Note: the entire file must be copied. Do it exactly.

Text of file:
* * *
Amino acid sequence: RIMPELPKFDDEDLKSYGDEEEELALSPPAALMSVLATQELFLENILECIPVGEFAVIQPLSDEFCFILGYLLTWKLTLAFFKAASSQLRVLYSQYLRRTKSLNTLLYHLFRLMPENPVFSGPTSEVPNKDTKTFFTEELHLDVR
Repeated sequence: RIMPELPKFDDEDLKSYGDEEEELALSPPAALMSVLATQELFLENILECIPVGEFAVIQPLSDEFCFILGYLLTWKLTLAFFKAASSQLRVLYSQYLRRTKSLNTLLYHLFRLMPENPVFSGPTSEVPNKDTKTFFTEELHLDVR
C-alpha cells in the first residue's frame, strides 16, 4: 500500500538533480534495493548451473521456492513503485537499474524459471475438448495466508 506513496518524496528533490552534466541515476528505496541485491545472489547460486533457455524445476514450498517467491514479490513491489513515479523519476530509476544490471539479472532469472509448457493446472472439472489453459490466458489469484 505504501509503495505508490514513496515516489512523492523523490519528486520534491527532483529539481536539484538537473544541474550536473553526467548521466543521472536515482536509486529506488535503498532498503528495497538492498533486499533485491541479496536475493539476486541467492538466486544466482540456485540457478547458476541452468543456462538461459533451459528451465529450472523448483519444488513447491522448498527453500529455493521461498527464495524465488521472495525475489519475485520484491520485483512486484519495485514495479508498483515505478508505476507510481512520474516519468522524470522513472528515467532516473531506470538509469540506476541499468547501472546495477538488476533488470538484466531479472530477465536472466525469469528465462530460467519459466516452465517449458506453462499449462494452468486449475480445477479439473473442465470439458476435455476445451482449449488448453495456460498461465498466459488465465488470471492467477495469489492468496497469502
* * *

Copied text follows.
Amino acid sequence: RIMPELPKFDDEDLKSYGDEEEELALSPPAALMSVLATQELFLENILECIPVGEFAVIQPLSDEFCFILGYLLTWKLTLAFFKAASSQLRVLYSQYLRRTKSLNTLLYHLFRLMPENPVFSGPTSEVPNKDTKTFFTEELHLDVR
Repeated sequence: RIMPELPKFDDEDLKSYGDEEEELALSPPAALMSVLATQELFLENILECIPVGEFAVIQPLSDEFCFILGYLLTWKLTLAFFKAASSQLRVLYSQYLRRTKSLNTLLYHLFRLMPENPVFSGPTSEVPNKDTKTFFTEELHLDVR
C-alpha cells in the first residue's frame, strides 16, 4: 500500500538533480534495493548451473521456492513503485537499474524459471475438448495466508 506513496518524496528533490552534466541515476528505496541485491545472489547460486533457455524445476514450498517467491514479490513491489513515479523519476530509476544490471539479472532469472509448457493446472472439472489453459490466458489469484 505504501509503495505508490514513496515516489512523492523523490519528486520534491527532483529539481536539484538537473544541474550536473553526467548521466543521472536515482536509486529506488535503498532498503528495497538492498533486499533485491541479496536475493539476486541467492538466486544466482540456485540457478547458476541452468543456462538461459533451459528451465529450472523448483519444488513447491522448498527453500529455493521461498527464495524465488521472495525475489519475485520484491520485483512486484519495485514495479508498483515505478508505476507510481512520474516519468522524470522513472528515467532516473531506470538509469540506476541499468547501472546495477538488476533488470538484466531479472530477465536472466525469469528465462530460467519459466516452465517449458506453462499449462494452468486449475480445477479439473473442465470439458476435455476445451482449449488448453495456460498461465498466459488465465488470471492467477495469489492468496497469502